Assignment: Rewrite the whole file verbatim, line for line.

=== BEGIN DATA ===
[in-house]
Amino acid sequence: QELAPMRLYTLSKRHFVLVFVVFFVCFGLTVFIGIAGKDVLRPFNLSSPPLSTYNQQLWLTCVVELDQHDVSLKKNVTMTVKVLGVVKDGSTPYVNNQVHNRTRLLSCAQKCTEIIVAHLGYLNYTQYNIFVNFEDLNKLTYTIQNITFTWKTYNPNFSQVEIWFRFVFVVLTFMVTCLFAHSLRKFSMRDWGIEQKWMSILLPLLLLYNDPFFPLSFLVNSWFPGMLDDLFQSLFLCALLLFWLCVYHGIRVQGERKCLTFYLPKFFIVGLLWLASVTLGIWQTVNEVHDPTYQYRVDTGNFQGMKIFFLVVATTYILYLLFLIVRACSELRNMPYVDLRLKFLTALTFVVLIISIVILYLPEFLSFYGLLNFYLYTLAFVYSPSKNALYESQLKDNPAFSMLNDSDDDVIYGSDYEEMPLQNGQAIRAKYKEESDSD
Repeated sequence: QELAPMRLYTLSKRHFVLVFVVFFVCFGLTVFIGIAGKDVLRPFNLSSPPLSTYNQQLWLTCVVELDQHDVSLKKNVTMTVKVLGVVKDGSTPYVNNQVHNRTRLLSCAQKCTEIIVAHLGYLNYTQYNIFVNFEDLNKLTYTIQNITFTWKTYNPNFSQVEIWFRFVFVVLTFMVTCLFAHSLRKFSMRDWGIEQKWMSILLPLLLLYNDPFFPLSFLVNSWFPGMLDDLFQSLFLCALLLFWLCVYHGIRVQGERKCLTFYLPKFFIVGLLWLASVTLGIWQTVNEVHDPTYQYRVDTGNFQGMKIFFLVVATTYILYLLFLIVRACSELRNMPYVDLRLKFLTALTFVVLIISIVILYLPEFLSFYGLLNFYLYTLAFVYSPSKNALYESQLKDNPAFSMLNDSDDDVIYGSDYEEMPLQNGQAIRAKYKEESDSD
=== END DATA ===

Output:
[in-house]
Amino acid sequence: QELAPMRLYTLSKRHFVLVFVVFFVCFGLTVFIGIAGKDVLRPFNLSSPPLSTYNQQLWLTCVVELDQHDVSLKKNVTMTVKVLGVVKDGSTPYVNNQVHNRTRLLSCAQKCTEIIVAHLGYLNYTQYNIFVNFEDLNKLTYTIQNITFTWKTYNPNFSQVEIWFRFVFVVLTFMVTCLFAHSLRKFSMRDWGIEQKWMSILLPLLLLYNDPFFPLSFLVNSWFPGMLDDLFQSLFLCALLLFWLCVYHGIRVQGERKCLTFYLPKFFIVGLLWLASVTLGIWQTVNEVHDPTYQYRVDTGNFQGMKIFFLVVATTYILYLLFLIVRACSELRNMPYVDLRLKFLTALTFVVLIISIVILYLPEFLSFYGLLNFYLYTLAFVYSPSKNALYESQLKDNPAFSMLNDSDDDVIYGSDYEEMPLQNGQAIRAKYKEESDSD
Repeated sequence: QELAPMRLYTLSKRHFVLVFVVFFVCFGLTVFIGIAGKDVLRPFNLSSPPLSTYNQQLWLTCVVELDQHDVSLKKNVTMTVKVLGVVKDGSTPYVNNQVHNRTRLLSCAQKCTEIIVAHLGYLNYTQYNIFVNFEDLNKLTYTIQNITFTWKTYNPNFSQVEIWFRFVFVVLTFMVTCLFAHSLRKFSMRDWGIEQKWMSILLPLLLLYNDPFFPLSFLVNSWFPGMLDDLFQSLFLCALLLFWLCVYHGIRVQGERKCLTFYLPKFFIVGLLWLASVTLGIWQTVNEVHDPTYQYRVDTGNFQGMKIFFLVVATTYILYLLFLIVRACSELRNMPYVDLRLKFLTALTFVVLIISIVILYLPEFLSFYGLLNFYLYTLAFVYSPSKNALYESQLKDNPAFSMLNDSDDDVIYGSDYEEMPLQNGQAIRAKYKEESDSD